Ter­ri­ers profit from de­fen­sive lapses to give United a trim­ming

Sunday Independent (Ireland) - Sport - - SOCCER - DANIEL TAY­LOR

THEY gave ev­ery­thing to see it out. They were quick to the ball, strong in the chal­lenge and ab­so­lutely de­ter­mined not to let there be a dra­matic late twist. And, fi­nally, Hud­der­s­field Town could soak in the eu­pho­ria of a win against Manch­ester United, their first since March 1952, and one of those rare oc­ca­sions when their sup­port­ers must have felt like the blood in their veins had been con­verted to red wine.

The last time they man­aged this came just a few weeks af­ter El­iz­a­beth II was pro­nounced queen, in the same year that Lon­don was cov­ered with smog and some bright-spark at the New Mu­si­cal

Ex­press had the idea of print­ing a Top 40. From a foot­ball per­spec­tive, this will go straight in at No 1 for many Hud­der­s­field sup­port­ers. They were great scenes at the fi­nal whis­tle and, on this ev­i­dence, they surely must be­lieve they have the abil­ity to make sure their first-ever sea­son in the Premier League is just not re­mem­bered as a year of sight­see­ing.

But what does this re­sult say for their op­po­nents and Jose Mourinho’s am­bi­tions of mak­ing his sec­ond sea­son with United a ti­tle-win­ning one? Per­haps it was just a one-off and nor­mal ser­vice will be re­sumed but for a team with their as­pi­ra­tions, with Manch­ester City powering on, this was a calami­tous re­sult and the kind of per­for­mance that leaves some dif­fi­cult ques­tions for their man­ager.

Per­haps the most star­tling part is that United could hardly com­plain they did not have enough time to save them­selves. The dam­age was done in a five-minute spell in the first half when Aaron Mooy and Lau­rent De­poitre pun­ished some atro­cious de­fend­ing but it was not un­til the 78th minute, when the sub­sti­tute Mar­cus Rash­ford pulled one back, that there was any real sense that there could be a feat of es­capol­ogy.

Those were the mo­ments when Hud­der­s­field’s play­ers showed a spirit of to­geth­er­ness that will be cru­cial in the com­ing months and it would be un­fair on David Wag­ner’s side if the game was re­mem­bered purely as a per­sonal or­deal for Vic­tor Lin­de­lof, United’s sub­sti­tute cen­tre-half.

Lin­de­lof came on in the 23rd minute to re­place the in­jured Phil Jones and that was the point at which the team United un­rav­elled at the back. His part in the sec­ond goal, in par­tic­u­lar, was dis­mal.

The most sur­pris­ing part was that United had kept seven clean sheets in their pre­vi­ous eight league fix­tures and ar­rived in York­shire know­ing that if they could man­age one more it would be the first time ever a top-divi­sion side had started a sea­son that way.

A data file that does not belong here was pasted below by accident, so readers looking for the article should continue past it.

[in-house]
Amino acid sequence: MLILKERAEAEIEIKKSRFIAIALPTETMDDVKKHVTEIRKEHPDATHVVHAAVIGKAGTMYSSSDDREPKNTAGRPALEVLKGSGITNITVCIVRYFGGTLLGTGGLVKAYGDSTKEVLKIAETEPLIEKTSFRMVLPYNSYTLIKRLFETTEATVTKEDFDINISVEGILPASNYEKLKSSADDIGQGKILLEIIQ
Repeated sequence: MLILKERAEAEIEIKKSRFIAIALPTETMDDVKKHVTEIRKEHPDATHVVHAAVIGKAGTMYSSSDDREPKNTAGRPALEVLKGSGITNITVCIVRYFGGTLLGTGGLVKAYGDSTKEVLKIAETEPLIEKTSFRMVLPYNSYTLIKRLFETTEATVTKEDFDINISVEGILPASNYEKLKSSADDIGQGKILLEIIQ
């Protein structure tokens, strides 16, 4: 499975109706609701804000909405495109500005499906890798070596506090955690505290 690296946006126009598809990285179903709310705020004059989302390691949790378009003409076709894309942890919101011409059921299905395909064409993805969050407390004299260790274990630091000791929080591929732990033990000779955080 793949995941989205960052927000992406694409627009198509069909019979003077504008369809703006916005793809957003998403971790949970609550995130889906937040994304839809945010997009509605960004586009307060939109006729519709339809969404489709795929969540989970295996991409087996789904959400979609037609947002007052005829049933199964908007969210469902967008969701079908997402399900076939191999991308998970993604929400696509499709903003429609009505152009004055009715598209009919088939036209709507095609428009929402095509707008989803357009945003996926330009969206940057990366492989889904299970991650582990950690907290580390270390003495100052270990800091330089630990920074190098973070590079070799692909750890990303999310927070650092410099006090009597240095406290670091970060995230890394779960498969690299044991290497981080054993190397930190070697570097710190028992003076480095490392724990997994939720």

In­stead, they dis­in­te­grated at the back once Jones, punch­ing the floor in frus­tra­tion, had to go off and within 10 min­utes of Lin­de­lof ’s in­tro­duc­tion they had con­ceded as many league goals as they had in the pre­vi­ous two months.

Jones has rarely seemed so im­por­tant and here was the clear ev­i­dence why Mourinho has been so re­luc­tant to use Lin­de­lof — a £31m sign­ing, lest it be for­got­ten — dur­ing the early parts of the sea­son.

The dam­age to his con­fi­dence will be con­sid­er­able but it would not be fair to pin all the blame on the Swe­den in­ter­na­tional.

The list of Mourinho’s play­ers op­er­at­ing below their usual lev­els was ex­ten­sive. Ne­manja Matic had his least dis­tin­guished game in United’s colours and it was Juan Mata’s mis­take that led to the open­ing goal.

David De Gea had not been threat­ened un­til that point but United were vul­ner­a­ble as soon as Mooy dis­pos­sessed Mata in mid­field. Hud­der­s­field sud­denly had a three-ver­sus-two break­away and when Mooy slipped the ball to his left Tom Ince turned Lin­de­lof in­side out. Ince’s shot came back off De Gea’s chest and the ball fell invit­ingly for Mooy to sweep in the re­bound. De­poitre’s goal ar­rived five min­utes later and, though it was a blowy af­ter­noon, there was no real mit­i­ga­tion when it comes to Lin­de­lof ’s in­volve­ment. De­poitre could hardly be­lieve his luck, tak­ing the ball around De Gea and keep­ing his nerve to slot into an ex­posed goal.

Mourinho re­sponded at half-time by bring­ing on Rash­ford and Hen­rikh Mkhi­taryan for An­thony Mar­tial and Mata. Mar­tial was the only player on the pitch, bar­ring the two goal­keep­ers, who felt the oc­ca­sion war­ranted a pair of gloves and he melted out of the game af­ter an early tete-a-tete with Tommy Smith, the home team’s right-back.

The bot­tom line was that Hud­der­s­field’s play­ers seemed ut­terly de­ter­mined not to let their op­po­nents dic­tate the tempo.

Wag­ner’s men chased ev­ery­thing. They re­fused to let United set­tle and in the early parts of the sec­ond half it was re­mark­able how com­fort­able they looked. In­deed, it was not un­til the 70th minute that Jonas Lossl had to make a note­wor­thy save and that came from Romelu Lukaku’s first ef­fort all af­ter­noon.

Lukaku set up Rash­ford’s headed goal with a su­perb cross from the right and United also had four min­utes of stop­page time. Yet Hud­der­s­field never wilted.

Hud­der­s­field Town man­ager David Wag­ner cel­e­brates his side’s vic­tory over Manch­ester United yes­ter­day

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